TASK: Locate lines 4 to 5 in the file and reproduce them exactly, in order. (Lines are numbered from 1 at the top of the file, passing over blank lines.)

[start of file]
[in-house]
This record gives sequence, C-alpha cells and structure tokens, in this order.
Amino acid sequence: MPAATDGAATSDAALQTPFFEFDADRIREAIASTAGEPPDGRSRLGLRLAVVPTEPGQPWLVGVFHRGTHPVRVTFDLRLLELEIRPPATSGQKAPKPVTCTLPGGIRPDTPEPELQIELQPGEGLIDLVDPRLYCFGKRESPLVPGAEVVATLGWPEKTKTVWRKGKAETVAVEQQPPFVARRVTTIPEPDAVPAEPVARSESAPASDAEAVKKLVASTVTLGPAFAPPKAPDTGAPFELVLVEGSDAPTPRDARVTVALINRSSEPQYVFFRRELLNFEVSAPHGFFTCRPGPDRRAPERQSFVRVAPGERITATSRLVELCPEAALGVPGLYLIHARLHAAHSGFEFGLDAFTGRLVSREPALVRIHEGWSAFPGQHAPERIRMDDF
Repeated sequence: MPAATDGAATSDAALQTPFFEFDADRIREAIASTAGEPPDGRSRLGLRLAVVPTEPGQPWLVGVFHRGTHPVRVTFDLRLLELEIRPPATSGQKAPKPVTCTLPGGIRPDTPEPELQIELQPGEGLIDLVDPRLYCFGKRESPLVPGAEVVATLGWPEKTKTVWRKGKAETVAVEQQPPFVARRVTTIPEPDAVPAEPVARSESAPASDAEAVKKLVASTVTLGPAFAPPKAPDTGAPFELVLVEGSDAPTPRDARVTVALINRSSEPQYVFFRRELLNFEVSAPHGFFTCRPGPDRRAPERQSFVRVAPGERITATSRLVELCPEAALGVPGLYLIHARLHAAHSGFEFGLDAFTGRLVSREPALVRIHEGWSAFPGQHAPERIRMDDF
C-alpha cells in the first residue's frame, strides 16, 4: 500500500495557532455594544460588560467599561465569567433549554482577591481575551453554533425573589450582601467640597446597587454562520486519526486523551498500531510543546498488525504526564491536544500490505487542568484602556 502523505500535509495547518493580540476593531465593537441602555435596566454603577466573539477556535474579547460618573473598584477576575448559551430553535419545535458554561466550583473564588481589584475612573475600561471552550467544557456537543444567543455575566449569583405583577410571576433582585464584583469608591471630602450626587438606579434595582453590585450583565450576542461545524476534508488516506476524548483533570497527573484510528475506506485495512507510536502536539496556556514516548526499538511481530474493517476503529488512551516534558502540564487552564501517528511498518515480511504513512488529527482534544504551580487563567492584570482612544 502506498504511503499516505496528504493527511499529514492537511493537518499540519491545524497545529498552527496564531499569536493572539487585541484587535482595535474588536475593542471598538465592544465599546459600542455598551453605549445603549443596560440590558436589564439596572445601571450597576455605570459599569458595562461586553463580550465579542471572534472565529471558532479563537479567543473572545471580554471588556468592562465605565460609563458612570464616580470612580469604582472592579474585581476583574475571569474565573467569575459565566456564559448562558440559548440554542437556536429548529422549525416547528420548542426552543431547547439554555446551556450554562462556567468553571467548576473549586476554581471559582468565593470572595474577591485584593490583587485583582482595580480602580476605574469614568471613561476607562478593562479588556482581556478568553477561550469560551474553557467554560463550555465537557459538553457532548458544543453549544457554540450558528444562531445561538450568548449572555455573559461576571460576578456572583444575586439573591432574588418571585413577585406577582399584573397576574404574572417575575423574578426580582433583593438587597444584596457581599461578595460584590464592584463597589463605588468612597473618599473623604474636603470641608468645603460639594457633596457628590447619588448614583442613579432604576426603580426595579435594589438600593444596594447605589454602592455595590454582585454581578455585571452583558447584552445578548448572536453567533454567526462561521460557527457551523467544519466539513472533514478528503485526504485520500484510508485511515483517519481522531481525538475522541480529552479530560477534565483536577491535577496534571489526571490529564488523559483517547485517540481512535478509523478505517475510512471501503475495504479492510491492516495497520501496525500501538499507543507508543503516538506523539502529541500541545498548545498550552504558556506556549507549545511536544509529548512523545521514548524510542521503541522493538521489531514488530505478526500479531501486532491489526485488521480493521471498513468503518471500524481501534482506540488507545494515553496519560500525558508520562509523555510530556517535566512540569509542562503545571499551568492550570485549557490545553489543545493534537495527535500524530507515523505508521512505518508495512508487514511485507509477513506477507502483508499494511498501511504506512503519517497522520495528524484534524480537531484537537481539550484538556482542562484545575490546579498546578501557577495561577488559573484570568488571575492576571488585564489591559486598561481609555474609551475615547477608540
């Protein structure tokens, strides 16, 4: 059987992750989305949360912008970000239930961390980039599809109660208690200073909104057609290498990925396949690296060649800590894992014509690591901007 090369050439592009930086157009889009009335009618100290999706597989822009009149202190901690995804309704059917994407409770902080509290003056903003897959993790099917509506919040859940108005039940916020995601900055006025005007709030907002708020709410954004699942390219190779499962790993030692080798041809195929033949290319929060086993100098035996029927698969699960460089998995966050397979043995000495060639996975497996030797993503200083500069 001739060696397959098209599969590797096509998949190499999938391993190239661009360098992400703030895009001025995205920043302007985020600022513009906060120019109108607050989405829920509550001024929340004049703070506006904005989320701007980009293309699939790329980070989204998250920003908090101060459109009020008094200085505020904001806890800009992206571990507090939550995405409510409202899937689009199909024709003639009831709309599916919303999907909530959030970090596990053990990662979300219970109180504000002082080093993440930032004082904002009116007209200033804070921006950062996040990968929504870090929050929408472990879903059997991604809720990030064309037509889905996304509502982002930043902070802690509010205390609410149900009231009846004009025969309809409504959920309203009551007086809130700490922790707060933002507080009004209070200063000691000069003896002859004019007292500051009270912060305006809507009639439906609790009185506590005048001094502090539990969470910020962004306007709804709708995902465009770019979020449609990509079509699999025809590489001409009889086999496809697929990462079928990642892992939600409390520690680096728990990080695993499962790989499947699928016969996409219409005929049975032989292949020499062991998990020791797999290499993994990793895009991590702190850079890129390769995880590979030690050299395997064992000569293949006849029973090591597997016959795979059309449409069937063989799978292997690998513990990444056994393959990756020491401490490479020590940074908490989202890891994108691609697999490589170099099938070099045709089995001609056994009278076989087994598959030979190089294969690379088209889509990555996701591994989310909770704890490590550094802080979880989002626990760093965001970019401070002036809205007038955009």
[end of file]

Repeated sequence: MPAATDGAATSDAALQTPFFEFDADRIREAIASTAGEPPDGRSRLGLRLAVVPTEPGQPWLVGVFHRGTHPVRVTFDLRLLELEIRPPATSGQKAPKPVTCTLPGGIRPDTPEPELQIELQPGEGLIDLVDPRLYCFGKRESPLVPGAEVVATLGWPEKTKTVWRKGKAETVAVEQQPPFVARRVTTIPEPDAVPAEPVARSESAPASDAEAVKKLVASTVTLGPAFAPPKAPDTGAPFELVLVEGSDAPTPRDARVTVALINRSSEPQYVFFRRELLNFEVSAPHGFFTCRPGPDRRAPERQSFVRVAPGERITATSRLVELCPEAALGVPGLYLIHARLHAAHSGFEFGLDAFTGRLVSREPALVRIHEGWSAFPGQHAPERIRMDDF
C-alpha cells in the first residue's frame, strides 16, 4: 500500500495557532455594544460588560467599561465569567433549554482577591481575551453554533425573589450582601467640597446597587454562520486519526486523551498500531510543546498488525504526564491536544500490505487542568484602556 502523505500535509495547518493580540476593531465593537441602555435596566454603577466573539477556535474579547460618573473598584477576575448559551430553535419545535458554561466550583473564588481589584475612573475600561471552550467544557456537543444567543455575566449569583405583577410571576433582585464584583469608591471630602450626587438606579434595582453590585450583565450576542461545524476534508488516506476524548483533570497527573484510528475506506485495512507510536502536539496556556514516548526499538511481530474493517476503529488512551516534558502540564487552564501517528511498518515480511504513512488529527482534544504551580487563567492584570482612544 502506498504511503499516505496528504493527511499529514492537511493537518499540519491545524497545529498552527496564531499569536493572539487585541484587535482595535474588536475593542471598538465592544465599546459600542455598551453605549445603549443596560440590558436589564439596572445601571450597576455605570459599569458595562461586553463580550465579542471572534472565529471558532479563537479567543473572545471580554471588556468592562465605565460609563458612570464616580470612580469604582472592579474585581476583574475571569474565573467569575459565566456564559448562558440559548440554542437556536429548529422549525416547528420548542426552543431547547439554555446551556450554562462556567468553571467548576473549586476554581471559582468565593470572595474577591485584593490583587485583582482595580480602580476605574469614568471613561476607562478593562479588556482581556478568553477561550469560551474553557467554560463550555465537557459538553457532548458544543453549544457554540450558528444562531445561538450568548449572555455573559461576571460576578456572583444575586439573591432574588418571585413577585406577582399584573397576574404574572417575575423574578426580582433583593438587597444584596457581599461578595460584590464592584463597589463605588468612597473618599473623604474636603470641608468645603460639594457633596457628590447619588448614583442613579432604576426603580426595579435594589438600593444596594447605589454602592455595590454582585454581578455585571452583558447584552445578548448572536453567533454567526462561521460557527457551523467544519466539513472533514478528503485526504485520500484510508485511515483517519481522531481525538475522541480529552479530560477534565483536577491535577496534571489526571490529564488523559483517547485517540481512535478509523478505517475510512471501503475495504479492510491492516495497520501496525500501538499507543507508543503516538506523539502529541500541545498548545498550552504558556506556549507549545511536544509529548512523545521514548524510542521503541522493538521489531514488530505478526500479531501486532491489526485488521480493521471498513468503518471500524481501534482506540488507545494515553496519560500525558508520562509523555510530556517535566512540569509542562503545571499551568492550570485549557490545553489543545493534537495527535500524530507515523505508521512505518508495512508487514511485507509477513506477507502483508499494511498501511504506512503519517497522520495528524484534524480537531484537537481539550484538556482542562484545575490546579498546578501557577495561577488559573484570568488571575492576571488585564489591559486598561481609555474609551475615547477608540